On the morning of Wednesday 30 November the Committee travelled to the offices of Toynbee Hall, Old Castle Street, London, to meet with staff, volunteers and clients of Toynbee Hall.
The following members attended the visit:
Viscount Brookeborough, Lord Empey, Lord Fellowes, Lord Haskel, Lord Holmes of Richmond, Lord McKenzie of Luton, Lord Northbrook and Baroness Tyler of Enfield (Chairman).
This note summarises key points from the visit; it is not a verbatim record.
An introduction to Toynbee Hall was provided by Damian Brady, Director of Operations, and Sian Williams, Head of National Services. Mr Brady provided some oversight of the work of Toynbee Hall, explaining that the organisation operated with a £3.2 million central budget and provided support and advice to over 16,000 clients annually. Much of this work was reliant on volunteers. The charity operated a range of youth and older people’s projects, advice services and financial inclusion work, focused upon addressing poverty and social injustice.
Toynbee Hall had begun its work in 1884, seeking to address issues of deprivation in Tower Hamlets. Recent years had seen an increase in the number of clients drawn from outside the Borough of Tower Hamlets—around two-thirds of current service users were from outside the Borough. The original Toynbee Hall premises—which had been in use since 1884—were currently being redeveloped. This redevelopment would allow services to be adapted and expanded for the 21st century, while preserving important heritage features of the Hall. Support had been provided by the Big Lottery Fund and Heritage Lottery Fund.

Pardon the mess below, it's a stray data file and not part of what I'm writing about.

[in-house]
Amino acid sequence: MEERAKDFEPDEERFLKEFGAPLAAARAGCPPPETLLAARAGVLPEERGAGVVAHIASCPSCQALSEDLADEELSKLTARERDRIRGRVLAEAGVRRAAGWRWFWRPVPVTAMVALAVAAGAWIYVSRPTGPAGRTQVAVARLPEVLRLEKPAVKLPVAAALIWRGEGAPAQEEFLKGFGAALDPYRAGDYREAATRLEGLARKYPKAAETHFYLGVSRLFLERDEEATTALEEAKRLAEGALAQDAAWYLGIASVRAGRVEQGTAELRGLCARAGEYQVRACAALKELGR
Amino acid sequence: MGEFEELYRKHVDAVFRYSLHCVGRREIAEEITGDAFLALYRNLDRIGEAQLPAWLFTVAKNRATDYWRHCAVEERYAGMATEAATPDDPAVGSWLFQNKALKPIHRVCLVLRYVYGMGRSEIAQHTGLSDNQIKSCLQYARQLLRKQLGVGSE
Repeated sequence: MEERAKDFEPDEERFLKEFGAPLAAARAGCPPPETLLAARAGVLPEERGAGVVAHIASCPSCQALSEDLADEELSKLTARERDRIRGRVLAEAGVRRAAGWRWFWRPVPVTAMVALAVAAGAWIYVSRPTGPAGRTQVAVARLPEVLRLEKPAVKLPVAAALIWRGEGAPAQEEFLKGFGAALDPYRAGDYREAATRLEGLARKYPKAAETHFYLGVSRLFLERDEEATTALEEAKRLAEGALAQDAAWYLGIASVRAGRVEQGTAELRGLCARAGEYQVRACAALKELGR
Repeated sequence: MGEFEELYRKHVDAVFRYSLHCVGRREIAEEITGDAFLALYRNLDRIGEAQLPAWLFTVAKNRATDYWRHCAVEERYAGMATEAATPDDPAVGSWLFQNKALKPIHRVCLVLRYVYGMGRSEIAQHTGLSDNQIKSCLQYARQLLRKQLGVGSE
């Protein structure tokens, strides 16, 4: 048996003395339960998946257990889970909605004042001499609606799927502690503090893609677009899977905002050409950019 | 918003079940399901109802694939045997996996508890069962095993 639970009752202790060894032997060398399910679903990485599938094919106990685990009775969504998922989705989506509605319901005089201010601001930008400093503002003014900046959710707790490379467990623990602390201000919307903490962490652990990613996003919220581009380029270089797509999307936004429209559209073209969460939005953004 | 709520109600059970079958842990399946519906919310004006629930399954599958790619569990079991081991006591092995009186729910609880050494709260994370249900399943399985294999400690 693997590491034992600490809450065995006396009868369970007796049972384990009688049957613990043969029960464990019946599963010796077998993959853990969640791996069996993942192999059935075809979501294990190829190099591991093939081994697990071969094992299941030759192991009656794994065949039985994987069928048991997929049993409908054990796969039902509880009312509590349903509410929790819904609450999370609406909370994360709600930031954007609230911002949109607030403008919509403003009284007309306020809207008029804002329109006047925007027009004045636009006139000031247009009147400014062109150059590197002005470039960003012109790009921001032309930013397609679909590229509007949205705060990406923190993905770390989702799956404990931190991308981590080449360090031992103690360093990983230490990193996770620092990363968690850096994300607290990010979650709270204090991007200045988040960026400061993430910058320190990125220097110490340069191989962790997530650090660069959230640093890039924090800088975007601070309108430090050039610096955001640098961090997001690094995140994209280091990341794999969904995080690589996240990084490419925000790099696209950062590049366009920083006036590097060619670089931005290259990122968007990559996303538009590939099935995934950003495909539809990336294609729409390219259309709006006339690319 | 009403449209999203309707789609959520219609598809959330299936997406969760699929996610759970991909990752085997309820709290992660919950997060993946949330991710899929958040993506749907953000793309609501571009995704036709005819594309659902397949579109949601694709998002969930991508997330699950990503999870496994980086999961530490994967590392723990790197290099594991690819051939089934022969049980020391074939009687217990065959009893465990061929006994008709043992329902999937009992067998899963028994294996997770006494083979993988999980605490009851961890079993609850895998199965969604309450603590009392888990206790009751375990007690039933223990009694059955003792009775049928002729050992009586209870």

Daniel Bunn, Information and Systems Manager, then provided an overview of recent research which had been carried out into the poverty premium. It was suggested that, in 2014, the poverty premium amounted to around £1,000 a year of extra payment for goods and services. This extra cost was largely a result of higher fees charged to service users who were, for example, on pre-payment meters or unable to arrange payments by direct debit. Gas, electricity and financial services payment methods were particularly common elements of the poverty premium.